Banks blasted for “unconscionable” credit card lending at Senate enquiry

Posted: 28 August 2015 10:40 am

How to avoid falling into the credit card trap

Prominent financial journalists have told an Australian senate enquiry into credit card interest rates that banks are needlessly gouging consumers with high interest rates. That could lead to stricter regulations, but consumers don't have to wait for that to happen to use their credit cards more intelligently.

At the hearing yesterday, prominent TV commentators Ross Greenwood, David Koch and Paul Clitheroe said that irresponsible lending had led to $51 million in credit card debt for Australia, reported.

Channel Nine's Greenwood argued that rates hadn’t fallen due to an increase in competition or product transparency. Instead, fees have become a means of extra profit, he said.

Channel Seven's "Kochie" argued that credit card providers have been neglecting their responsibilities by taking advantage of vulnerable applicants. "Credit cards have been a rort on so many different levels and generally it is the consumer getting skimmed,” he said.

Former Money host and chairman of the Federal Government’s Financial Literacy Clitheroe also fired shots at zero percent balance transfer deals.

“They are a debt trap,” Clitheroe said, arguing that banks took advantage of cardholders trying to consolidate their debts. While banks encourage customers to use balance transfers to reduce existing debts, Clitheroe argued that they can cause cardholders to spend more than they earned, a fact that banks often take advantage of.

Koch also pointed out the potentially deceptive and confusing nature of rewards cards. After recounting a bank credit card advertisement that read “buy fuel in Tamworth, fly to Thailand”, Mr Koch asked: “Where’s the advertising for the low-rate, low-fee cards?”

Greenwood suggested that future damage could be reduced if banks ceased targeting the vulnerable and provided consumers with standardised information. While banks and cardholders could both benefit from greater transparency and more responsible lending practices, there are some simple strategies cardholders can immediately adopt to protect their finances.

How can I pick the right credit card for me?

By asking yourself the following questions, you can make more informed decisions and ensure that your financial choices complement your spending habits and financial situation.

  • Balance transfer - What are the conditions of the promotional period?

    If you have an existing balance, using a balance transfer card properly can be a good way to reduce your debt. If the card comes with a promotional rate of 0% for a certain number of months, there are a few things to consider to make sure the card is of value to you.

    Before applying for the card, consider the length of the promotional period and the revert rate that will kick in once the introductory period is over. These tend to be much higher than the promotional rate. If you don’t think you can pay off your remaining balance at 0% before the end of the promotional period, you could end up paying more in interest in the long run.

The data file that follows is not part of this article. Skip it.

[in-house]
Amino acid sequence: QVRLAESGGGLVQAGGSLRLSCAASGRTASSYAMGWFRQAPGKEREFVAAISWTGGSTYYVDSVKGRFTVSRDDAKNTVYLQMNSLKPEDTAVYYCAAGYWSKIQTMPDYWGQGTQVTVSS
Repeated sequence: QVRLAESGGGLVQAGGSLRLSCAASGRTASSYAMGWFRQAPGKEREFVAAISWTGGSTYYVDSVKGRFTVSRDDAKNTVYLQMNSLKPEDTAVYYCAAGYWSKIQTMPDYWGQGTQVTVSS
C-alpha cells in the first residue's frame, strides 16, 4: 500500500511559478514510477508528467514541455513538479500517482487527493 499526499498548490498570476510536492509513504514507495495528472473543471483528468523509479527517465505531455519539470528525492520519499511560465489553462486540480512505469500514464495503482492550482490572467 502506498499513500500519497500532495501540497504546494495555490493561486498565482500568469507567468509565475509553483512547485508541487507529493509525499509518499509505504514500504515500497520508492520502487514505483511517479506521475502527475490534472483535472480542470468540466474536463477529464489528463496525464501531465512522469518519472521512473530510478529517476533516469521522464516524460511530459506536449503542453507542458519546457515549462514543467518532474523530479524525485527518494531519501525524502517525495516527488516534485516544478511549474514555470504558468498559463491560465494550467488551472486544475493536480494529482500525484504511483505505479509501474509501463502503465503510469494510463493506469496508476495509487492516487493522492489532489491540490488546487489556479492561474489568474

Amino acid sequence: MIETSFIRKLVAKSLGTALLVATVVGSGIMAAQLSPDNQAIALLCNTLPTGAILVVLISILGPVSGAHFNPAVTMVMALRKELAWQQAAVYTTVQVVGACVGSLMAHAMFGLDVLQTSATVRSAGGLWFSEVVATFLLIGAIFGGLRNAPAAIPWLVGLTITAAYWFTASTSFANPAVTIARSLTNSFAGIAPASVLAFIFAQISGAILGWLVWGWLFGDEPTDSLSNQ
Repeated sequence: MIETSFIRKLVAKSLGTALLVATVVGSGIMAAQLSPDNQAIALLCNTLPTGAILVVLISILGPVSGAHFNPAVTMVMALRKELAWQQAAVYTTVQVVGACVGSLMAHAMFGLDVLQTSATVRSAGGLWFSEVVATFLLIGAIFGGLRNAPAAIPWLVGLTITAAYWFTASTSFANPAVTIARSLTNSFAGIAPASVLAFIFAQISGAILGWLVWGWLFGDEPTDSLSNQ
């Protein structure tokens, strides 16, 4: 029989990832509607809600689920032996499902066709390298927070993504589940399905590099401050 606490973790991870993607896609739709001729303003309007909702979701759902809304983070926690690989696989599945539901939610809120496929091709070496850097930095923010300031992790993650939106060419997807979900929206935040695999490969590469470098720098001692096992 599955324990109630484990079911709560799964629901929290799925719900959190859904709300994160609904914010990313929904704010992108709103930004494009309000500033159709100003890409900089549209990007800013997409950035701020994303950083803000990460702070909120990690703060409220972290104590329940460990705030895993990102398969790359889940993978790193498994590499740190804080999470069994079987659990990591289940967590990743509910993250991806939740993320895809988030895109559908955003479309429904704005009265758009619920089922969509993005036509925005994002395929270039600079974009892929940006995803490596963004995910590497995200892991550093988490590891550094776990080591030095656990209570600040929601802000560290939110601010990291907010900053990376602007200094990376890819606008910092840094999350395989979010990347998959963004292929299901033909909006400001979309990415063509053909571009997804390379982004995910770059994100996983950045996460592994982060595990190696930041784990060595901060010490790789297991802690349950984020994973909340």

• Rewards card - do the rewards outweigh the costs?

    If you’re a regular credit card user who has the ability to repay your balance on time, a rewards credit card can be beneficial. One way you can determine the value of a rewards card is by considering the points earn rate, the rewards on offer and the cost of the card. If the points earn rate doesn’t allow you to earn enough rewards points to offset any fees (such as the annual fee) that comes with the card, then the card isn’t in fact rewarding you.

    You should also consider the rewards on offer and how many points it will take for you to redeem your desired rewards. If the amount you’d have to spend exceeds your regular spending habits then, again, you’re not being rewarded.

Is your rewards credit card worth it?

  • Choosing a credit card - compare your options

    With the multitude of cards available on the Australian market, it’s easy to become overwhelmed by choice. There is no such thing as the single best credit card, as the most suitable option will always depend on the individual user’s financial situation and needs. Consider your spending habits, whether you have existing debts and what you can afford to determine the best card for you. If you merely require a credit card to fund necessary purchases, a low-rate or no annual fee card could be the way to go. If you often repay your balance on time, you may want to take advantage of a card with interest-free days to keep your interest costs at a minimum. On the other hand, if you regularly use your card, always repay your balance on time and consider yourself a frequent traveller, a rewards card connected with a frequent flyer rewards program could be of value to you.

Compare the *best credit cards

The August 2015 Senate credit card inquiry is raising some valid points regarding the need for banks to take greater responsibility for clearly communicating relevant charges and assessing lending limits. But you don't have to wait for its outcome to make better use of credit cards right now. Follow sensible practices and you can ensure that your credit card relieves, rather than increases, your financial burdens.

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